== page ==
Ever heard of "context switches"? If yes, then you are probably an Administrator for a Citrix Presentation Server farm. Now this is not a Citrix related problem but the context switches are one of the default performance counters in the Citrix Resource Manager and obviously the most often raised alert. Other systems might also have issues with context switches but if there isn't an alerting monitor you will never know.
Understanding Context Switches
I don't want to go too much into details here, so this is only a very simple basic description of context switches but it should help you understand what it really means.
Processes contain "threads" that are doing the work; they are scheduled and run on the system CPU (at one CPU not on all available CPU's). A process can have multiple threads but only one thread can run on a CPU at a time. The amount of time a thread runs is called "quatum" and when the time is over the system "switches" to the next thread in line (This is the normal case for a switch) – a "context switch" happend.
If the performance counter shows high context switches, it means that threads have less time to do their work and the system performance might go down. At that time the Citrix Resource Manager or any other monitor will raise an alert to inform the Administrator that something is wrong.
Two other definition of context switches
"The average rate per second at which the processor switches context among threads. A high rate can indicate that many threads are contending for processor time."
"When Windows selects a new thread to run, it performs a context switch to it. A context switch is the procedure of saving the volatile state associated with a running thread, loading another thread’s volatile state, and starting the new thread’s execution."
Cause of high Context Switches
Common issue I have encountered is a too small page file or where the page file could dynamically grow (start- and end size not set to the same value). Also an option is the write cache of a (RAID) controller that you might want to change using Microsoft's dskcache utility (or the vendor tool). High activity rates can also result from inefficient hardware or poorly designed applications.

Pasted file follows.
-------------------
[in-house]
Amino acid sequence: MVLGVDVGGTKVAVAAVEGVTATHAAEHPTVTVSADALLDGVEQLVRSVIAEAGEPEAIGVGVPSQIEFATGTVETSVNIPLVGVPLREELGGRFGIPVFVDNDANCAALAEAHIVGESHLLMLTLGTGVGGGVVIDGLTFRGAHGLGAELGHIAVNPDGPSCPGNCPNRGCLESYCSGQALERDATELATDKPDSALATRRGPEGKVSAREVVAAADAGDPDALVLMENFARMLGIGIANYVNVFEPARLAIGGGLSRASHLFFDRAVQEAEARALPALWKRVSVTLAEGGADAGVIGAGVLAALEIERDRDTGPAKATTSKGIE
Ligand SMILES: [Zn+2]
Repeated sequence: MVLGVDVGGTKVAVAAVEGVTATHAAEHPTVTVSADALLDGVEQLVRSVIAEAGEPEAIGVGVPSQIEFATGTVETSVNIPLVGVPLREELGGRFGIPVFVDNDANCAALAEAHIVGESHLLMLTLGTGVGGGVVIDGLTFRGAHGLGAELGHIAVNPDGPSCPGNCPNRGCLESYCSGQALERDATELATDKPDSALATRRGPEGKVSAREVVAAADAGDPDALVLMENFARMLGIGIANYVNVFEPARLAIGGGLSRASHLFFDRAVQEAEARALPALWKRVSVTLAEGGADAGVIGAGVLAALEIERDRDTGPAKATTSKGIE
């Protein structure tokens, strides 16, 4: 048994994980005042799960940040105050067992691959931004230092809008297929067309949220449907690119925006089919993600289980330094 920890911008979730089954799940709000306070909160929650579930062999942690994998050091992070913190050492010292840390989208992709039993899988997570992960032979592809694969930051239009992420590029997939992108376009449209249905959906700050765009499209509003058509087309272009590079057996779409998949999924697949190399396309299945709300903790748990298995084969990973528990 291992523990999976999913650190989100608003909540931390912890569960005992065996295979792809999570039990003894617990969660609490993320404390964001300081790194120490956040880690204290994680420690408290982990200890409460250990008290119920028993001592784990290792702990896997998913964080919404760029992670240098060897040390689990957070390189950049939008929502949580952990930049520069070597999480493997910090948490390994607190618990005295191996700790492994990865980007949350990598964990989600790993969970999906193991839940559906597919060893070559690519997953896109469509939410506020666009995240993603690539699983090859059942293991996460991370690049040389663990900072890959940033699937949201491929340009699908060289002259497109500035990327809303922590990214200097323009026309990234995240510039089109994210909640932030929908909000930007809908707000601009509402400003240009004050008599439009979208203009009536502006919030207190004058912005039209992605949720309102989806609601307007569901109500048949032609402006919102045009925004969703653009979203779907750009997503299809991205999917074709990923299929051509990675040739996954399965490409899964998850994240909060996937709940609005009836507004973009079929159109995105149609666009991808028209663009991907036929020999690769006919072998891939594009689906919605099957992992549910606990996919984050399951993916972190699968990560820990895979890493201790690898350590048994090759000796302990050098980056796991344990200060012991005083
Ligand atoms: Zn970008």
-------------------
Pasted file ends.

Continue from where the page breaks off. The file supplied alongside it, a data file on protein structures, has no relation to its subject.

Troubleshooting Context Switches
As always there are different ways to troubleshoot such problem but the main target is to find the process(es) that are generating high context switches. Keep in mind that you might need better hardware. Now how can I find the amount context switches on the system? The answer is the Microsoft performance counter (perfmon.msc) under system/context switches or thread/context switches. Looking at the performance monitor for context switches based on threads is hard to figure out what process(es) is causing the high rate.
A better utility is sysinternals process explorer. By default process explorer doesn't show context switches and needs to be set in view | select columns | Process Performance | Activate context switches and context switch delta.
You should see both columns in the main view of process explorer. The context switches row shows the total number of switches since the system boot time. Sort the row and look for a) high values and b) fast growing values both are good indicator for high switch rates of the process(es).
Process Explorer - Context Switches row
Next check the CSwitch Delta row for a high value, since the value shows the context switches made per process explorer refresh interval (if the "update speed" is set to one second, then you have Context Switches / Sec). Once you have found the process(es) you should find out why the process is generating those context switches.
Process Explorer - CSwitches Delta row
Values for "bad" Context Switches / sec
The default context switches "red alert" value for Citrix Resource Manager is 14.000 but is for a single CPU. The value is per CPU and if the system has two CPU’s you should change the value to 28.000 or 42.000 for three CPU's and 56.000 for a quad CPU system. Still these values are just some basic suggestions and for a "good" value you have to monitor your system over time.
Anyway, I have talked to Tim Mangan at BriForum 2006 EU and he said that context switches is something you should not constantly keep an eye on.
- Sysinternals Process Explorer